Tuesday, April 13, 2010

The Aftermath and the Prelude

Well, here it is a month since my last posting (this is harder to maintain than I thought!) and so much has happened.  All our decisions - and those from most other schools - are out and now students and families are weighing their options, pouring over those financial aid awards, and in many cases dealing with the disappointment of the decision received. 

Colleges, too, are dealing with the Aftermath.  Here at USD, as I have mentioned before, we had over 12,100 applications and we read each and every one very carefully.  My staff and I reviewed transcripts and read essays, poured over letters of recommendations, and ultimately, made a lot of very hard decisions.  We know - and we know this going into the process - that we will disappoint a lot of people, but we also know that for the vast majority of students, things will work out.  My colleague at the University of Southern California, Jerry Lucido, wrote a wonderful article talking about dealing with the rejection.  It appeared in the Washington Post column, The Answer Sheet -

Of course, the Aftermath applies to students who did get in, but may not have received a merit scholarship, or feel they deserve a higher one.  These, too, are difficult decisions, as most schools - USD included - don't have enough resources to adequately recognize everyone we would like.  We get letters everyday asking us to "take another look", and urging us to consider all sorts of factors.  Believe me when I say, we did.  Sometimes, there is new information that can really be helpful, but most of the time we are looking once again at a student's application that we have looked at several times before.  Merit decisions often come down to very small nuances in an overall academic record.  We realize the difficult financial situation families are in and wish we could do more but unfortunately, the reality is we will not likely be able to do much.  We get so many of these letters, in fact, that we are getting ready to post some guidelines on our web site to help manage the expectations of families regarding appeals. 

The Aftermath is tough on an admissions staff.  In many cases we have been working with families for over a year, having met them at a college fair when the student was a junior.  We may have met you on campus, or corresponded with you over a period of time.  There is a lot of angst on our side of the desk too.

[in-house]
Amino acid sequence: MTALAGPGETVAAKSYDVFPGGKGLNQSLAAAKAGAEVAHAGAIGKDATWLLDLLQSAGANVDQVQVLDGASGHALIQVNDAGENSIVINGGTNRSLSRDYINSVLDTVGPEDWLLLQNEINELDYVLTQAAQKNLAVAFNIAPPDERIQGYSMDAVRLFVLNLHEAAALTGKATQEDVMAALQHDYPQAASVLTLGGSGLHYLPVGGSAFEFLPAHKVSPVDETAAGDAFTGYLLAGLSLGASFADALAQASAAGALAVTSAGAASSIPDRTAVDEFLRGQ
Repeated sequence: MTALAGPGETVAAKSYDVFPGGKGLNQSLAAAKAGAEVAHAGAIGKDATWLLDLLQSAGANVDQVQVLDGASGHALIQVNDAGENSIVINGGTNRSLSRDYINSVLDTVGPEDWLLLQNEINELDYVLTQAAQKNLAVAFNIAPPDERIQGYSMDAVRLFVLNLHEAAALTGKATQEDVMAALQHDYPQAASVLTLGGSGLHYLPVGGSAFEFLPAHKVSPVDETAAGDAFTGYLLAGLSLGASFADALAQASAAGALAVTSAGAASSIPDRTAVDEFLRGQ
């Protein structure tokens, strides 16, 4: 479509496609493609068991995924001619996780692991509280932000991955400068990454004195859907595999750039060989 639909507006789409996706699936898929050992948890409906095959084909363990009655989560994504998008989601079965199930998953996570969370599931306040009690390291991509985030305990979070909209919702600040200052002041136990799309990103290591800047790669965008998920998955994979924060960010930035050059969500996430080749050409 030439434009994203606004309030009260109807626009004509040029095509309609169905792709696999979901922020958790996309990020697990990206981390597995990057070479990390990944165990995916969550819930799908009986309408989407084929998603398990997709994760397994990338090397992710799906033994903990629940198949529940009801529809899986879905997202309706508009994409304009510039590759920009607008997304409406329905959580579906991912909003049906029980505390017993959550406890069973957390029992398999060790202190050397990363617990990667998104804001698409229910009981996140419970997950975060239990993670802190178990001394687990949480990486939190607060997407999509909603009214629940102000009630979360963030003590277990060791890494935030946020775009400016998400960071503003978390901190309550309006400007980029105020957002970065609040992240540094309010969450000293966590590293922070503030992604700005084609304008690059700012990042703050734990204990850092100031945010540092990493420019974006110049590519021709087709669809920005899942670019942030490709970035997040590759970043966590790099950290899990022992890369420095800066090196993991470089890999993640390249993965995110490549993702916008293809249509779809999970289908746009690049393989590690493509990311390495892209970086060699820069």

But the Aftermath slowly turns into the Prelude, and once the shock and disappointment subside, we all look with anticipation toward May 1.  We just held our big campus event for admitted students, College Visiting Day, and were so excited and overwhelmed with our turnout!  Thank you to those who attended - over 800 of you!  Many of you have been attending similar events at other colleges, taking those tours, and looking at the schools a little differently than you did before.  I know you are all weighing your options, trying to read your teenagers mind (at least I am!), hoping that it will all turn out well (which it almost always does). 

The Prelude - this time between decisions and May 1 - for admissions officers is filled more with anxiety than anything.  Questions such as, Did we admit enough or too many?, Will we end up over our goal or will we be going to the wait list? What about our quality, diversity, and other measures the campus expects will be represented in the class?   I try to keep a low profile around campus these last couple of weeks, mostly to avoid the ever-present question - So how are the numbers?   The answer for now is - we just don't know yet. 

We will soon, and over the next three weeks we will continue to communicate with students and parents, host families on campus visits, review those appeals and, believe it or not, start preparing for the high school juniors starting their college search.  I pay particular attention to our campus mail service, waiting everyday for the business reply envelopes to come in, signifying deposit commitments.  Perhaps this is where the process comes full cycle - not long ago you and your son or daughter were waiting anxiously for the mail to bring the big envelope or small.  Now, Directors everywhere are waiting for our mail and hoping it will bring the right kind of news.

I'll have one more post before May 1 and I will keep you posted on two fronts - how we are doing at USD and how my son's decision is coming along.  I think we have a final choice, at least we did a few days ago, but I'll let you know.  In the meantime, good luck and thanks for reading!


No comments: